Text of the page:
While we were watching Sherlock, a curious thing happened between me and my girlfriend. Usually, she’s of the opinion that the universe is a wonder to behold and something very important that we all should have some basic knowledge of, whereas I’m of the belief that it’s very pretty in the sky at night, but that doesn’t mean it matters to college applications or paying the rent. That’s where we usually stand. And in the third episode of Sherlock, there’s a moment where John Watson is marveling at Sherlock’s utter ignorance of the solar system. “Oh hell, what does that matter! So we go ’round the sun! If we went ’round the moon or ’round and round the garden, like a teddy bear’–it wouldn’t make any difference!” Sherlock says in his own defense. And for my girlfriend, this was a big perspective shift moment, and she got to enjoy the point of view of someone who didn’t know that the Earth circled the Sun. But for me, I was sitting back, enjoying Watson’s side of the argument. It’s innate, almost childishly simple stuff–not knowing it is a matter of willful ignorance, not pride.

I mention that entire anecdote because right now, I’m about to jump a fence that I’ve been on the other side of for years. See, it’s coming down the pike right now as the next big thing to say that “video games aren’t movies”. People are–for some reason–just now discovering that trying to make video games resemble movies only ever makes them resemble piles of excrement or collections of cutscenes with interactive chapter skipping. People are just now getting on the boat that comparing the two might be harmful to both. Fun fact: I was in that boat. For a long time. Sailing alone. Upstream. Without a paddle. In water filled with duck poop. It’s slow going, and tough slogging, and frankly, I’ve had enough of it. So I’m here today to say, with certainty and finality, that video games are movies. And movies are video games. They deserve to be compared, and here’s why.

Video games, for the last ten years, have been trying to be something they’re not: movies. Bigass, fully realistic, acted by people, movies. They want their characters to be facsimiles of humans and actors. Hell, just look at Rockstar’s new game, LA Noire. The first trailer I saw for that game spent its four minute runtime boasting about its new levels of realism in graphics technology. Basically, this game was as close as anyone has ever got to putting real live human beings in a narrative. The story is conveyed entirely through cutscenes, leaving the gameplay to follow its own path (if previous games from the same developer are any indication), which means the cutscenes are really their own movie to themselves.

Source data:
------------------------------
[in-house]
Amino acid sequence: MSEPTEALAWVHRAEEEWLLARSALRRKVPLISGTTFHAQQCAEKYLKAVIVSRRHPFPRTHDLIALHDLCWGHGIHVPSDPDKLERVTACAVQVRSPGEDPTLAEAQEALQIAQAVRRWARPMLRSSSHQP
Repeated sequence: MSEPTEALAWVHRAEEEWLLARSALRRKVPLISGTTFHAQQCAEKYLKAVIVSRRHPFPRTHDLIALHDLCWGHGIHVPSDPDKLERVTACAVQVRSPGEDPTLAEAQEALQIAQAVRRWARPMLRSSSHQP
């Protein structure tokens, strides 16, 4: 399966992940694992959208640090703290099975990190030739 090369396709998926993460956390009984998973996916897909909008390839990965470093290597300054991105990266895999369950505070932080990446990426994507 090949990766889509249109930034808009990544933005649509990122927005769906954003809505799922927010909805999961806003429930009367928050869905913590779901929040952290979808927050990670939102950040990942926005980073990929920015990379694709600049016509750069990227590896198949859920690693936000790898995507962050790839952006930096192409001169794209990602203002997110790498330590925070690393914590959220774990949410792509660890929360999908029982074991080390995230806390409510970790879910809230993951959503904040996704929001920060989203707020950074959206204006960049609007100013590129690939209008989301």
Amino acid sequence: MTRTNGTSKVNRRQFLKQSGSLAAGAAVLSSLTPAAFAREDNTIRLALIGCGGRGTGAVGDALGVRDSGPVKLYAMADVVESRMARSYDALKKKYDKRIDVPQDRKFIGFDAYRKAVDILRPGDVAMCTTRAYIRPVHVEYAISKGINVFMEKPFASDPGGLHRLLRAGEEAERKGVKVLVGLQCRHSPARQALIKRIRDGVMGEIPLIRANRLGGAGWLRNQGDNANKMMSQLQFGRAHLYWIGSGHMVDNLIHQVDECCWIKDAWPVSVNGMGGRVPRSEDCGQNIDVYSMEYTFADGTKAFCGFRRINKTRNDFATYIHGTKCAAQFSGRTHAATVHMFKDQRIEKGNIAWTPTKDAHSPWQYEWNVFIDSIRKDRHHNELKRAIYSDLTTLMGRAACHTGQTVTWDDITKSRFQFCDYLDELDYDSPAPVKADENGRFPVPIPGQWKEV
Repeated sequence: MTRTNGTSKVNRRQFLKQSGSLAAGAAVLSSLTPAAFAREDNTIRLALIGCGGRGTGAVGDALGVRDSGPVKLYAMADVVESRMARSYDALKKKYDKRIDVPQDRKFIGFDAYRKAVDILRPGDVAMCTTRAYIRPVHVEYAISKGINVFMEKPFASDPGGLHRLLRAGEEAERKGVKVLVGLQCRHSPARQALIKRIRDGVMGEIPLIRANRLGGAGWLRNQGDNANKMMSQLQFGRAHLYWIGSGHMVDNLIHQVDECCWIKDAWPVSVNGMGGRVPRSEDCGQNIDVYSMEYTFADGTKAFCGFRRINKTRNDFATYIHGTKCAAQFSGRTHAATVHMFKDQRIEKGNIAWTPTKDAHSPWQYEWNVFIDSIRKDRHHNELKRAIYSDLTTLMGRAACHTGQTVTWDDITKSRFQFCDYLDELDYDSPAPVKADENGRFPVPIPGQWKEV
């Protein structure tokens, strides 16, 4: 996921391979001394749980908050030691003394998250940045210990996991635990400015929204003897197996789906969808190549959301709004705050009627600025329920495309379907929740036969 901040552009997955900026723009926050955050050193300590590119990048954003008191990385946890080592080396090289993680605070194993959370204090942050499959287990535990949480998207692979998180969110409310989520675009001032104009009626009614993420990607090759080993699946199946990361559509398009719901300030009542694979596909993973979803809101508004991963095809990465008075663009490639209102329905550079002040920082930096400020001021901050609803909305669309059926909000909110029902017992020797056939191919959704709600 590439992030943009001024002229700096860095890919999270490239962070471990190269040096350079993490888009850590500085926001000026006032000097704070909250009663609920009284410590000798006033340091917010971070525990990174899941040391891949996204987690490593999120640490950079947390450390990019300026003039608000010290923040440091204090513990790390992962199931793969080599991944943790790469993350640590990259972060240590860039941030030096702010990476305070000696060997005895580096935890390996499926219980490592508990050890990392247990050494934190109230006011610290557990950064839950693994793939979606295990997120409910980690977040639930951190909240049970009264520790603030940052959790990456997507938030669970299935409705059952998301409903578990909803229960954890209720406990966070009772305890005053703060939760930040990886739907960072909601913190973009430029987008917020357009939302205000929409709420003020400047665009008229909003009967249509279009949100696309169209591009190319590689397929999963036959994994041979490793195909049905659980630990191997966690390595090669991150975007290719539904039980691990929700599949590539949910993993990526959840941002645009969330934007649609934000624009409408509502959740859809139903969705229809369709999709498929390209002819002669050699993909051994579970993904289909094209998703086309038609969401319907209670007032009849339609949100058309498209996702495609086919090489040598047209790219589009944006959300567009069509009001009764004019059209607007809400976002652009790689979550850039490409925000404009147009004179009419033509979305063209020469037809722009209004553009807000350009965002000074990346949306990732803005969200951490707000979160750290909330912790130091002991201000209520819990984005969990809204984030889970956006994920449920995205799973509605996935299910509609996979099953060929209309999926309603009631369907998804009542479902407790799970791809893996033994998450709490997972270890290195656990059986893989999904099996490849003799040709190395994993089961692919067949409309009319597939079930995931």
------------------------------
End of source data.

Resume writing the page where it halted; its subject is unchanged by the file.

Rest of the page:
Metal Gear Solid 4 has–and the gamers among you reading this are already laughing at the title, aren’t you–has cutscenes in excess of 90 minutes in length. A particular cutscene in Metal Gear Solid 4 is longer than Primer–a four star piece of film entertainment. So how are games not movies these days? Even in games that are more focused on gameplay, we have machinima efforts from fans–an asspull, to be sure, but still using the mechanics of a game to convey a narrative. It’s a unique and inventive form of fanfiction that’s come up in the last ten years, but wouldn’t the real video game fanfic be the engine mod? Taking the source code of a game and telling a new story with it?

But hey–this post isn’t all ragging on video games for not being movies. There are some high quality filmmakers in Hollywood right now who are cheapening their films the same way that developers around the world are cheapening their games! There are movies that run the gamut of quality from four stars to no stars and have the audience they were developed for in common. You can tell these movies quickly from the fact that all comprehension of the story hinges upon your ability to grasp the narrative mechanic. Cos the narratives in these movies are mechanical. Oh, you want an example? I have two: one of the best movies of 2010 and one of the absolute worst I’ve seen in my life. Inception and Sucker Punch.

What do these movies have in common beside the obvious, you ask? Here, I won’t even mention the obvious. I’ll give you all the behind the scenes stuff instead. Writing based around level design! You make distinct chapters in the movie with distinct mini-accomplishments in each chapter that you progress through in a linear fashion, leading up to a final challenge that unifies the elements of the preceding film. Mook mook mook mook boss. There are even distinct victory conditions in each. But that’s not the most insidious thing these movies have in common. No, that would be the fact that both of these movies are crafted from the ground up to appeal to 18 to 35 year old men–the demographic that studios think so highly of that they expect you to like everything you see just cos it’s not staring at a brick wall. Both movies are made to carefully tread around the young-man-forward way of thinking of the audience. Inception is a movie of a single complex character, men with guns and women without personalities. And for all its girl power posturing, Sucker Punch won’t let a girl get away with being independent without being raped, being under the threat of sexual assault or dying. Just like in games, the girls gotta be sexually exploited placeholders.

So while all of you out there may just be realizing now that video games shouldn’t be movies and that they shouldn’t be compared, I hate to tell you this, but you’re totally behind the curve on this. Video games and movies have been converging for the last ten years to the point now that I can’t honestly tell you how to tell their stories apart. That’s a lie–a four star work in any medium makes its medium part of its message. It’s the three star game and the three star movie I’m worried about. But hey, we already lost them anyway, so who cares?